Looking Out and Not Ahead

In the first chapter of Genesis, God creates the heavens and the earth and fills the earth with life.  It is an extraordinary account of how the ancient Israelites understood the nature of God: our God is the God who creates and orders life, and we know this from all of creation.  The people who first told this story of creation not only knew God through their experiences with nature, but their understanding of God came from nature.   

A few weeks ago, I stood out looking up at the stars with my six-year-old son.  We were on retreat at our camp and conference center which is far enough away from any metropolitan area to really appreciate the vast expanse of interstellar space.  We sat looking up and marveling in wonder.  “Dad, what star is that?”  I told him it was the planet Venus before learning it was actually the planet Mars.  His response was a simple and yet profound, “Wow!”  I couldn’t agree more. 

Picture of Stars


We were away from the city, away from lights, cellphones, and schedules, and for a few moments, Jack was away from over-functioning parents.  And we just marveled at the beauty, depth, and immeasurable cosmic reign that profoundly reminded me of my own insignificance and how impossible it is to truly understand our created order.

It has been sometime since I have looked up.  Even as a priest, much of my work is behind a desk or a computer screen.  I suspect like many others, I live a daily scramble to answer emails, write articles and strategies, and do the work required of me in my vocation.  I live my life looking ahead, but not looking out and catching a much broader perspective of the world we live in.  It has been almost 20 years since I spent my summers working in the woods at a Boy Scout Camp in Arkansas and feeling deeply connected to the beauty that surrounds us. 

And I have to wonder, if the beauty and order of creation was the foundation for God’s people understanding the nature of God, then what I am (or what are we) losing when we become disconnected to creation?  Does our technology driven, over scheduled, over committed lives, where we are forced to only look ahead, impact our understanding of God? Are our spiritual lives corrupted from spending too much time inside and without a relationship with the ordered cosmos?  In the words of Ellen Davis, “The way we see the world is how we value it.”[1]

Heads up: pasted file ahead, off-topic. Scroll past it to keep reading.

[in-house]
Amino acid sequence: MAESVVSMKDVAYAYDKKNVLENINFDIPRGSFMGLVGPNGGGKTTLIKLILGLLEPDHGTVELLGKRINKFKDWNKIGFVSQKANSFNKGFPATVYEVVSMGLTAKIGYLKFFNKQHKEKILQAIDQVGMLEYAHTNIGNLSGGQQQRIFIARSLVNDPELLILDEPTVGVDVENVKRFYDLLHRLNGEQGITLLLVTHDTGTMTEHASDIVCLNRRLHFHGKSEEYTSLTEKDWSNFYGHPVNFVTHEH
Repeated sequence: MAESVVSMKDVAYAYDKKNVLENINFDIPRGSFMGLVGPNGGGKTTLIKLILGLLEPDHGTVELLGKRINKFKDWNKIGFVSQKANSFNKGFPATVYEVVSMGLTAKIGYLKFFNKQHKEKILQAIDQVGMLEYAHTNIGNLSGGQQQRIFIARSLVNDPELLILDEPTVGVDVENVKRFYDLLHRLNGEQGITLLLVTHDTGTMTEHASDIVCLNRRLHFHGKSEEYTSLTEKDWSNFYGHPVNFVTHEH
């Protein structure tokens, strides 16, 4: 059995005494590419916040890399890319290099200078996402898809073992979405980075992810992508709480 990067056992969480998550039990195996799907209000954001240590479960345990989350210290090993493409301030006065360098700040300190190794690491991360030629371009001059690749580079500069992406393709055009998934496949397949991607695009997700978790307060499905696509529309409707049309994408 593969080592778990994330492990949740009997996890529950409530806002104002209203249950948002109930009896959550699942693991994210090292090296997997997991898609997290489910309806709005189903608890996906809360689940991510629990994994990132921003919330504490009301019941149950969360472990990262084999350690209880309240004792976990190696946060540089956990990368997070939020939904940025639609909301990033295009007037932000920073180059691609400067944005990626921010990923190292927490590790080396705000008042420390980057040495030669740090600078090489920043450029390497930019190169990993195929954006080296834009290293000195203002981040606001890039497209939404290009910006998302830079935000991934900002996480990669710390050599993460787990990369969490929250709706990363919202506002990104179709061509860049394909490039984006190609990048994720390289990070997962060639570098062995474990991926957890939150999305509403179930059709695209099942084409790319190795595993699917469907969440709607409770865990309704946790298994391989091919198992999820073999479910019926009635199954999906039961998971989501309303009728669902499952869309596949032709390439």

The way we see the world is how we value it.
— Ellen Davis

I am most interested in how this conversation has been moving through our faith community and other communities. At Saint Stephen’s a group has been exploring our own connection, especially the church’s connection to creation.  As a church community, we have identified that we might be able to dig deeper by having the following conversations:

  • how to locally source food for our Wednesday night suppers

  • how to educate the congregation on native plants, remove invasive species from our physical plant, and introduce new native species

  • exploring our property and how to use our property to help the congregation deepen their connection to the outdoors

  • organizing holy hikes and float trips

  • learning about how our building and life in community can be more sustainable

  • helping the preschool with building gardens and enhancing their science and engineering curriculum. 

As a Christian, when we begin to have these conversations, we most often hear about Stewardship of Creation. I am sure it is right and necessary to be good stewards of the earth, but what if it is more?  What if we cannot truly understand the nature of God if we are not connected to God’s creation?  What if we cannot truly know God if we are always looking ahead and not up and out and taking in the vast beauty of all that God has done. 

- John Burruss+

[1] From “The Poetry of Creations: Ellen Davis and Wendell Berry” in the Podcast On Being by Krista Tippet, November 24, 2011.